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August 27, 1977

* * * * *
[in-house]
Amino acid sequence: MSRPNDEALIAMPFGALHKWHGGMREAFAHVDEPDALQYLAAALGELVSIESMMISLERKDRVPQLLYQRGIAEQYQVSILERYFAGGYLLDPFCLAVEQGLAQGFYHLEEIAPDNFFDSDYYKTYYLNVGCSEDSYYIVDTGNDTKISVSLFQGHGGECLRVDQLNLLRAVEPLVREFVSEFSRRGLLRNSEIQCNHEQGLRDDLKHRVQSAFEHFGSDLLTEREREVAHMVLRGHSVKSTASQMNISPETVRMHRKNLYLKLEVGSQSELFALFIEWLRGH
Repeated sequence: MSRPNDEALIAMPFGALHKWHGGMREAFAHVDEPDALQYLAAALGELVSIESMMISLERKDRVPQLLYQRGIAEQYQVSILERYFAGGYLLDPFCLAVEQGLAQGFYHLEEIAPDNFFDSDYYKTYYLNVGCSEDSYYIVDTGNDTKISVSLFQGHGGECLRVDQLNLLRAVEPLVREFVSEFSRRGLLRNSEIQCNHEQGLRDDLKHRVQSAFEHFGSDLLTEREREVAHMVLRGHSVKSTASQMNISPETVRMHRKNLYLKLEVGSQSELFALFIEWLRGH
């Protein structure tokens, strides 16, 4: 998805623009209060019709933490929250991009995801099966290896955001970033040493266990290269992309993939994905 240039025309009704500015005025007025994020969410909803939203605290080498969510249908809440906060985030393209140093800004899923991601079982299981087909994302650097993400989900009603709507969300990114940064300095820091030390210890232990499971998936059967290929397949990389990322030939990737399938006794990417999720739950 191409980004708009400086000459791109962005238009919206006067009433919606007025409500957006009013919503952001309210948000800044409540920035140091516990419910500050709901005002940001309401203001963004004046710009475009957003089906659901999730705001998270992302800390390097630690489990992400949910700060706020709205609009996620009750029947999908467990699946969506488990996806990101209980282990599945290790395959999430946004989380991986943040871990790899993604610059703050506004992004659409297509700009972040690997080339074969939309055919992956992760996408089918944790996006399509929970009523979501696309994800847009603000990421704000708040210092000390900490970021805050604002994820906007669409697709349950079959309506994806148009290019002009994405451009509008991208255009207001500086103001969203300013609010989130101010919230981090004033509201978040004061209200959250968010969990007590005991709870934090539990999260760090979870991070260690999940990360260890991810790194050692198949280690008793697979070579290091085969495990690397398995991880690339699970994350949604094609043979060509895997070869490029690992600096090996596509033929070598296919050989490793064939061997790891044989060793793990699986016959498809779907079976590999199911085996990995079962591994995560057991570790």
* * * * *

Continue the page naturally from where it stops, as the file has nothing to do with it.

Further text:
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t# pla6 ed R ~e~as~ 1/08/01: CIA-RDP91nnan 5001 NEFISDAY E 444,407 344,627 AUG 2 71917 The listing in the current Manhattan tele- phone book seems innocuous enough: "Society foie the Investigation of-Human Ecology Inc.;-71 56. Austin St.,. Forest. Hills, BO 8-4500." The,,.?society, knowledgeable congressional sources now say,: was one of the Central Intelli Bence' Ageney's, major "fronts" that funneled mil-. lions,of dollars to university'scientists for mind- '_ control.'experiments, some. on unknowing sub- jects, during the .1950s and 1960s. Operating out of apartment 207 in a four-sto- ry walkup near the West Side Tennis Club, the society was one of two or three top CIA conduits directing behavior-control and. brainwashing re- search '.using LSD and other drugs under the -j code name MK-ULTRA, the sources said. The -'mind-control.l experiments and. the CIA. cover agencies that ran them are now the subject of a. congressional investigation,' as well as,the con-, cern,of a number of the nation's most prestigious i I . universities such as Harvard, Columbia, Prince-* ton, i4IIT, Stanford, Ohio State,:-Pennsylvania;' Penn.:: State, : Maryland.-,- Georgetown, George Washington and Rutgers,:. where the CIA -has said some of -the research'was: conducted.. name- supposedly. was - disbanded -:in -1965, =-the..sourcess-said, after changing its name to the Hu -man Ecology Fund and moving first to Manhat- tan and=then?.ta Nashingtan~ -Butwhy does an organization that is-,no long er supposed to exist have a current listing in the white-pages of the Manhattan directory? That's a mystery. to everybody including some of the- people formerly -associated;: with" the society 'It"'comes- as a great shock, I didn't., know that, said Dr : =LawrenceB. `Hinkle Jr..-of New Canaan, Conn., who said last night that he and'; Center had' helped to found the society "in 1953- officials of the federal government" to study le In an interview yesterday;Hinkle said that" toward: the end of the Korean. War,. the-late CU `director'Allen W._Oulles,had become-concerned; that' the_..Chinese and Russians ' had :discovered: highly-developed brainwashing techniques:: Dul les asked a friend at Cornell,' the late Dr. Harold:` "No drug experiments were, everdone at Cor- nell or New York Hospital, Hinkle said. "We had no pant in the whole drug business. Dr. III Wolff, . who died ; in 1962, was the senior man. .The society was. a corporation organized at the request of Mr- Dulles and his people in order to protect their. identity. The CLA, started it. This corporation belonged to the federal government ;from the very -beginning. Harold Wolff and I al- . , ready had a- human. ecology program at New, .York Hospital, and we were going to get this ex- tra money. So I told him why not have a Society for the Investigation of Human Ecology? That is why it got its name. If I had known that Rachel Carson was going to write 'Silent Spring' [which popularized the. word ecology and triggered the environmental movement] I"would have thought of a different term-" In 1956, Hinkle said-, he and = his colleagues finished their brainwashing stud-- ies and they were. published in the Congressional Record. "As far as we were concerned our job was done.". Then; Hinkle said, an Air Force colo- nel, James L. Monroe, "came aboard as executive director about the. time of the Hungarian Revo- lution. When the proposal was made to send Jim Monroe up and organize this thing in a different way, there was very serious objection on our part at .Cornell because it cast all sorts of doubts on very serious- research,- It -was suggested to. us-- .,that -it would: be a desirable 'thing if this mecha-. nism that had been set up [the society]'would be used to mobilize other scientific resources in sup-. ,-port of the .CIA. %At'this point I and, others de- murred.: These' people were involved .in sorts of things, so .we "just quietly'.. resigned: all ,`Now, Harold Wolff had a commitment to this, a' [Dulles],. and be remained:' They moved to Forest Hills, and I remember vis icing there,, and:: T-knewJim Monroe and these One of the people he remembers secing-there- is Estelle Brodsky, who. still lives in an apart- '-, merit at-.71-50 Austin St. in Forest-Hills close to - , where.-. the 'society -was located at 71=58. -The :;buildings are owned by the same company, ac cording to the superintendent-of both' buildings. _~''I was about 18 at the time,'-' Mrs; Brodsky said,' "and at $75:;,a week, who were, they;gong, to g DP91-00901 R00050011'0028-4 assort th es; inclunkie; to aoiiduct researci~: on-b Awashing Approved For Release 2001/08/01 : CIA-RDP91-00901 R000500110028-4 THE WASHINGTON STAR (GREEN LINE) 24 August 1977 0.11! P11 6"T., . Reception, the b j e is . e the and Spies, Sun and. urge Betty Beale At. Alejandro Orfila's reception. last evening, a former high CIA official was ex- plaining why the agency got involved in mind-control tests on human beings. When American prisoners in Korea and captured agents in Russia made anti-U.S. statements, he said, Allen Dulles, then CIA director, "told the boys to go and find out how human beings could be manipulated or forced to confess to things they hadn't done. Were they being hypnotized, drugged or-~ what? What training could we give to pro- tect our men against such experimenting? "As far as I know, nobody has turned up in any of these cases yet who Was not briefed fully on the consequences and { voluntarily accepted participation," he sai. Approved For Release 2001/08/01 : CIA-RDP91-00901 R000500110028-4 Approved For Release 2001/08/01 : CIA-RDP91-00901 R000500110028-4 WASHINGTON POST hi By Bill Richards and John Jacobs SS's;hi!u: oa Pont Stab writers The Central Intelligence Agency used the University of Maryland and George Washington University for some of its top secret IIKUL- TRA experiments in behavior con- trol in the 1950s and 1900s, tlic agency has informed both univer?? sities. The CIA also officially informed Georgetown University that it had sheltered some of the MKULTRA ex- periments. Georgetown's part in the project had been previously reported but not officially confirmed. The three local universities were among 80 private and public institu- tions told in the past few days they had played parts-some wittingly, some not-in the IIKULTR 1 tests. In a related development, the CIA yesterday made public under the Freedom of Information Act an addi- tional 1,760 pages of documents per- taining to MIKULTRA behavior con- trol experiments. These documents show that many high-ranidng agency officials knew and approved at least the Georgetown part of- the mind control program, in- cluding then-CIA Director Allen Dulles and senior aides Richard M. Bissell Jr., C. P. Cabell, Lyman Kirk- patrick, Lawrence Houston and Rich- ard Heltns. helms later became CIA director. The documents show that anion,' things tested at Georgetown were sub-. stances to promote "Illogical thinking and impulsiveness to the point where the recipient would be discredited .in public," and substances to promote and prevent "the intoxicating effect of alcohol." Another reference in the documents The agency was also interested in "a knockout pill which can surrepti- tiously be administered in drinks, food, cigarettes, as an aerosol," to pro- vide a "maximum of amnesia,". and a substance, also to be administered surreptitiously, that would make it "Impossible for a man to perform any physical activity whatsoever." The documents also referred to tests of a "knockout" drug on termi- nally ill cancer patients at George- town. The documents say the uni\"crsity administration was to be '*totally un- witting" of CIA sponsorship of the as- sorted mind control experiments. A CIA spokesman said yesterday that the agency had located all but sb: of the 80 institutions and companies involved in MKULTRA. "The -others no longer exist," said the spokesman, who declined to give the names of any of the institutions or firms involved. None of the three Washington-area! universities notified could theniselvesl supply details of the types of i\IKUL- TI:A experiments in which they wereI involved. However, spokesmen for all' three said they. would take advantage of a CIA offer to supply - dditional de- tails on .request. In its letter to University of Mary- land President WiLon' H.- Elkins; which arrived ' last Friday, the CIA. said: "While we recognize this may be unwelcome news we believe we have an obligation to advise you of this fact' [MKULTRA participation] so that you may initiate such action as you deem necessary- to protect the interests of -z-our university." :-1n thelet.ters of notification, the C1A noted that in some cases the' . 'KULTRA institutions were aware of reached y spokesma dent, the at the sch of the uri for coma' The do say one research and them rogation ; It has the CIA toward a cal wing use for i was funn Fund fo- front nar chick-ter, thologist taught at A Gco; terday ti found no the CIA ducted t1 has beer chickter, tact him. 18 August 1977 STATINTL poenaecl to .e~uQ' OciL. / "U: VI ' a Senate subcommittee investigating the MKULTRA program. A long description of the proposed Georgetown facility suggested that - "human patients - and voluatcers" would be available for experimental purposes. It said the agency could "recruit new scientific -personnel" at the medical center, because agents t corking under cover there v,ould-be' in daily contact with "tile' graduate school." The identity of the school was censored in the documents. To further its interest in producing stress throu.h chemical means, the CIA also proposed studying chemical agents on "advanced cancer patients." These means included a "K" or knock. out drug, which one memo-writer de- scribed as a "good Mickey Finn." their participation in the program and Another MK-ULTRA project sought had been while the experiments were to understand "toxic delirium, uremic .taking place.- coma and cerebral toxicity from poi- Elkins, who' has headed itilaryland soning." Toward that "end, chemical since 1954, declined to comment yes- .compounds were acln:inistered to can- terday on whether he 'knew of the; ter. patients and to at least four diabe- is to "sttbstanecs which will prorluca ..MKULTRA experiments. Lloyd H: El-; tic patients, with plans for more tests 'pure' euphoria with no subsequent let- liott, who has headed George Wash- 1, to "study the effect on mental font- clown,' a type of permanent high. ngton since 1965 ? could not be. Approved For Release 2001/08/01 : CIA-RUP91=0090 00 -4 STATINTL i'2PqFO10'Iy ()ffP$PP'nN*'300050 U7 A a ,~ 7 7 ASHINGTON There seemed to be nothing the Central intelligence, Agency drugs,. hypnosis, mental telepathy, depriva -: lights. The agency even consulted magicians and employed ; ostitutesii- But_ nothing gave. the agency the formula it sought for creating its own Manchurian candidate. And. last week, under attack again -for having violated ethical norms in their psychological experiments," agency` officals maintained that "they'were through tampering with the human mind. They hastened to add, however, that they' had not aban- doned the aspect of their 25-year exploration 'into the world of psychiatry that was perhaps the most benign and may have been the only blossom in a rank garden:. The construc= tion of elaborate personality profiles of employees in sensi- tive jobs, potential. agents and international military and political figures. "The work we're doing iiow does not involve attempts' to modify behavior,",Admiral Stansfield Turner, the director of the agency, told a Senate hearing last week. "It involves studying it." He said that "the kind of thing we're interested in is what will motivate a man to become an agent of the United States. is a very difficult' situation: We have to be familiar with the attitudes and responses of people we approach to become our spies." Intelligence 'officials call these psychological studies "personality assessment." Potential spies are indeed as- sessed, but the sweep of_ the program is much greater than the admiral suggested. The agency has developed "personality assessments" of Fidel Castro and the late Che Guevara, Mao Tse-tung and his successors, the leaders of the Kremlin -and the chiefs of state of most of the nations regarded as allies of the United States. "You do it on friends and enemies alike," said one intelligence specialist, "because you can never know when someone's going to switch." When the President of the United States goes to meetings abroad, he is armed with assessments of the officials he will confront, as were members of the United States negoti- ating team at the Strategic Arms Limitation Treaty talks. At times the assessment program has overstepped the bounds of the agency's charter, which forbids operations directed against Americans inside the United States. The agency ordered a personality study of Daniel Ellsberg when he was awaiting trial for allegedly having given the Penta- gon Papers to The New York Times. An assessment was done also of Mr. Ellsberg's lawyer, Leonard Boudin. E. How- ard Hunt, a former intelligence agent who was jailed for `. A personality assessment Is simply a guide to an indi- vidual's behavior. It describes his weaknesses and strengths, :predicts" actions and reactions,- and suggests how he can be influenced. The psychologist preparing an assessment for the agency asks: What are the person's principles? His habits? Is he a drinker, a woman-chaser, a reader, a jogger, " a hockey fan, a chess player, a chain-smoker, a'dog lover, a Sunday morning gardener? Who are his friends?.Where is he from? Who was his father? Usually the psychologist is unable to interview the subject.,So he works with photographs and reports provided by agents and other Government employees and informants, ...published materials, and official records. Whenever possible the psychologist likes to have a tape-recording of his sub- ject's voice to analyze. Personality assessment in one form or another is as old as the intelligence profession. But it received increased emphasis in the early _1950's from Allen W. Dulles, then the director of the agency..Mr. Dulles had sought neurologi- cal treatment for his son, who had been . seriously injured in Korea. He went "to see Dr. Harold G. Wolfe, a New York neurologist.- Mr. Dulles became interested in research Dr. Wolfe was 'doing on indoctrination by the Chinese of American pilots captured during the Korean War. Before long, Dr. Wolfe, at the behest of the agency, had set up the Society" for the Investigation of Human Ecology at the Cornell Medical Center in New York. The society became ,an important mechanism for funding a number of agency studies manipulating human behavior. } The Department of Sociology at Rutgers University was 1 paid to conduct a study of Hungarian refugees. Dr. D. Ewen Cameron of McGill University in Montreal got a grant to explore "the effects of repeated verbal signals upon human behavior." There was an LSD experiment conducted by a team of social and medical scientists at the Massachusetts Mental Health Center in Boston. The Educational Testing Service of Princeton, N.J., which conducts the National Col- lege Board and Graduate Record Examinations, received funds to investigate the relationship between two broad theories of personality. When the society was disbanded in 1965, Col. James L. Monroe, a psychologist who had been a senior intelligence official, and several others joined another agency-backed organization called "Psychological Assessments Inc." After Psychological Assessments closed its doors a few years ago, Colonel Monroe moved to Texas and set up a firm that prepared studies for business and industry. The colonel said recently that he hoped the agency had benefited from some of his research. "If they're going to make judgments about foreign powers," he said, "thr:y've got to know about how people function." Joseph B. Treaster is a reporter-for The New York Times. his part in the Watergate break-in, burglarized the files S f,,-,j i 4aC4L ZvvcA-**1 csi of Mr. Ellsberg's psychiatrist to get material for the assess- C~"Iy, U I FS' 'J ~+4 1 U. V y -vt s U N 901 100 'F'F`b~413~?"4~ Z`~s'F%~j Sala vc e Approved For Release 2001/08/04-s 1?~ It-A, Ci*4(_aY z.,>zuJ~~.s4- e,~.. '` 2 1 ` J -I.r: L'i_*" J1 1 VL11\ 111;{iJ 7 A' '~or Release 2001/08101~v. 4RmPI)-00901ROOMORI' 28-4 PRIVATE INSTITUTIONS USED IN C1LL EFPORT TO CONTROL BEHAVIOR 25-YEAR, $25 MILLION PROGRAM: Ne'rr.-'Information'::About Funding and { Operatians ,:Disclosed by oc iniprl s an'd:in etview investigative reporting.; teaht consist= ing of John M:. Crawdson, Nicholas M::` Horrock,. Boyce Rensberger, Jo Thomas and Joseph B. Treastei It was written:- b Mr. I'-'orrock. ? .1 - r1a to The New York Tlmei WASHI GTON, : Aug..:1 Several prominent medical .research. institutions and Government hospitals in the United States and Canada were involved in a secret, 25-year, $25-million effort by the .Central Intelligence Agency to learn how to control the human.mind. The existence-of-the agency's lnvestiga- jtions into behavior? and thought control was- previously known., But through acr tens to 2,000 C.LA. documents and -wide- rariging interviews; a group of New York Times reporters-has developed new infor- lmation''about the;:' cost of the program,: the range of its penetration into presti ous research centers; :the identities of some lnst4Eutions,1 the secret funding con- about ,the- program expressed by some; Z' ciantists. r The original research`.was spurred by the conviction-later: proved unfounded -that:: the Russiartv'and Chinese had-de- veloped brainwashing .and mind-control devices. But the C.I.A: quickly- turned to seeking an offensive use for behavior con- trol..;it sought to. crack the mental de- fenses of enemy agents-to be able to program them and its own operatives to ainst their mission even a n t g a y, carry ou will and "against such- fundamental laws of nature as self-preservation." It: channe vale medica of these, th Medical Re: is still acti the Investig; was disbar, in : one repc Foundation; Bowers, din there was I conduit for I The C.Li under the ; other..Govee, cess to mill control, exi By the eat uncoinforta' 1957"::repor noted`- that added 'diffit ices'--and fi experiment considered' and in som gal,",the re .The agen that the ri contracted Moreove have fount and the 44 that' -it ha( tions using What ei vievgs wit) gene offi, ethers wat sional mis medical re to assembi governor en apparently inns itution., ated;= Among ducted by and-:the ii c7Dr. Ct now; assoc center in I perirlients the Federal penitentiary in Atlanta- and the Bordentown Reformatory in New Jer- sey between 1955 and 1964. He was paid $25,000 a year through the Geschikter Foundation, he said in a telephoned inter` view 41The Geschikter Foundation'contribut ed t'o the construction of a .$3 million building at Georgetown University Medi cal School iii Washington, D.C. Newly di covered records indicate that the,- C.LA wanted to "establish at an appropri ate university" a forensic. medicine depart- ment ' so the project,"and allied agency needs could thus be served with complete received that only: a fragmentary picture emerged of the extent to which the agen- ny was engaged 'in behavior cant.rol re- t; weeks ago that seven cases of records containing some 5,000 pages of docu- meets pertaining to these projects had. been' discovered in the agency's archives-. newly discovered records before a joint hearing of the Senate Select Committee control, le ai perarmance, ana apprupn-; a n e and the Senate Subcom- Approved For Release ~@0$ sp R?r1GOO9Ol I b05 E i Q alt1, on Wednesday. He is said - that' the university was reviewing expected to disclose that the C.I.A. paid its records on the construction but,thatl for tests of a "knockout" drug on unwit- there i was no indication the, money had i ling terminal cancer patients. elease 2001108101r fyI I Df KOgq@x'4 00050011 G ~ Pi.&G6 / C~ 2 Au gl.t:n t 1977 Mind-Control Studies Had 2 of Min dsze ty 8a.ehl to The New York Tlrrtei WASHINGTON, Aug. 1-In the summer of 1977, it may be difficult for Americans to comprehend the frame of mind of the men who nearly 30 years earlier started the Central. Intelligence Agency's effort to manipulate human behavior. ,As some of the former high-ranking C.I.A. men recall-now, they had looked into the vacant eyes of Joseph Cardinal Mindszenty at his treason trial in Buda- pest in 1949 and had been horrified. They had been convinced that his con- 'fession had been wrung from him while he was either under the influence of some mysterious mind-bending drug or that he was standing before the dock in a post- hypnotic trance. The sight touched off memories of earlier "show trials'' in the Soviet Union. The C.I.A. leaders were certain the Communists had. embarked on a cam- paign to control men's minds and they were determined to find a defense, setting out in earnest the next year---190--with Project Bluebird, which evolved into Project Artichoke, then became MK- ULTRA-MK-DELTA. With each code name change, they broadened their sweep, until there remained virtually no avenue of human behavior control they were not exploring. Fears Seemingly Confirmed director, Allen W. Dulles, and a handful of operatives and high-ranking aides. "Precautions must be taken," one agen- cy official wrote in an internal memo,"- not only to protect the operation from exposure: to enemy forces, but. also to, conceal these activities from the Ameri- can public in general," adding that this information "would have serious repe.r- cessions in political and diplomatic cir- a v free: of "tec equi a p; _?r ties and would be detrimental to the ac- jacket," they tried out sinsli com lishment [of the a enc 's] i i " a i u a l In attempts to develop ways to admin- i ter i t^a' and ;Hind-ait.ri drug: ur- i rptitiousi through clothi:'g as thic;, as p g y m ss on. I pr y g ns nd pencil- ike injectors. Fragmentary accounts of the C.I.A.'s efforts to control men's minds have been published in the past. But a far more comprehensive. picture has emerged from a study of more than 2,000 pages of fresh- ly released agency documents and an in- vestigation bya_team of New York Times reporters. _ The behavior control, undertaken by amen who presumably saw themselves as sincere and patriotic, takes on in retro- spect the appearance of a bizarre grope into the world of science fiction. The C.I.A. investigators let their imaginations run: Was there a way to dissolve the Berlin Wall? What about a knockout drug that could incapacitate an entire building full of people? A pill that would make a drunk man sober; a way to manufacture food that looked and tasted normal but, when eaten, would create "confusion- anxiety-fear.." Rubber From Mushrooms? Subsequent developments seemed to confirm their fears: The arrest in Germa- ny of two Soviet agents armed with iden- tical plastic cylinders containing hypoder- mic needles, said to cause a victim "to become amenable to the will of his cap- tor." Then, the startling confessions of downed American airmen to false charges of carrying out germ warfare against ..North Korea. A short time later, however, in 1953, a high level military study group deter- mined that events had not been what ;they seemed. Neither the Russians nor anyone else had devised a means of turn- ing men into robots and there was "little threat, if any, to national security." The intelligence community rational-' ized: They would go ahead anyway,. against the chance that the Communists might some day live up to their dread. Furthermore, they saw great potential in developing these tools For their. awn of- fensive use. . There was an "urgent need;" the C.I:A. and other intelligence- agencies `argued,.. to develop "effective and practical tech- niques" to "render an individual subservi- ent to an imposed wilt or control." The-C.I.A. men, who led the way, en- listing the support of the Army, the Navy, the Air Force, the Departments of Age- cult-ore, Health, . Education and. Welfare and several other. agencies, acknowledged among therriselves that much of what they vrere.setting do.was.."unethL cal," borderrt'01MQINlW l be repugnant to the'American people. So they. made,certain that these activities were tightly held, known only, to the One long discussion focused on whether rubber could be produced from mush- rooms. Another on whether water witch- ing could locate an enemy submarine. They worked on ways to achieve the "controlled production" of headaches and They wanted to reduce a man to a be- earaches; twitches, jerks and staggers. wildered, self-doubting mass to "subvert his principles," a C.I.A. document said. They wanted to direct him in ways that .,may vary from rationalizing a disloyal act to the construction of a new person." One of their longest running goals was to develop a way to induce amnesia. They wanted to be able to interrogate enemy espionage agents in such a way that nei then the agents nor their superiors would know they had.been compromised, and they - wanted to be - able- to wipe clean the memories of their own agents after certain missions' and, especially, when. they were going into retirement. "- . They were interested in simple destruc- tion, too, As with the other business that glade-amnesia, so attractive; they wanted to be able to get away with murder with- out? leaving a trace,: An Expert's Suggestions One apparent medical- or Scientific ex- pert, whose- identity has been, deleted from the documents, suggested- that- the Qd ri t M ght =aRD9* Or 9! in a small, air-tight room with a chunk of dry ice,. giving off suffocating carbon dioxide gas. He- also proposed reducing They conducted interviews with scien- tists and doctors and members of other intelligence agencies around the world. .They studied the writing of the psycholo- gist who worked with Adolf Hitler, won- dered about the use of the "occult" and of "black psychiatry," and of, course pored over their own stream of intelli- gence- data. There was on agent's report of a "con- fession gang" that had Shang- hai, and, without the use of "old-fash- ioned torture or drugs," could- obtain .,any confession they desire." In one case, the report from China went, "the prisoner was not allowed to close his eyes for 26 days-" i+fost of the ideas the C.I.A. considered never got off the drawing board. For a few years in the early 1950's, though, the agency had one or two "special inter- rogation'' teams that went on operational missions in Europe and Asia. A team was supposed to consist of a psychiatrist, a hypnotist and an interrogator and was to elicit information through the. use of drugs and hypnotism. In actual practice, the size of the teams and the procedure they followed varied. In one series of interrogations in Europe, for example, they employed neither hyp- notism nor a combination of drugs and hypnotism-the very essence "of special interrogation" at the time--because the psychiatrist was in a hurry to resume an interrupted vacation-and no hypnotist was available. 11 Days or Questioning police in. civilian clothes, the team ques- tioned three European espionage agentsI who had been working for the C.I.A. "be- I hind the Iron Curtain" and whose loyalty had become suspect. . - Over-1 1 ? days, - the three, agents were individually given intravenous injections of an unidentified drug-possibly sodium pentathal--then engaged by the interro- gator and the psychiatrist in fantasies. . The -team decided that all three agents had responded to? questions truthfully and should be continued in operational use: But they reported in the document that one of the agents who had resisted the effects of the drugs-and later disappoint- ED011ieGZ"tors by making reference to the "solution" that was injected, thus giving_ no indication of "amnesia," `~:rf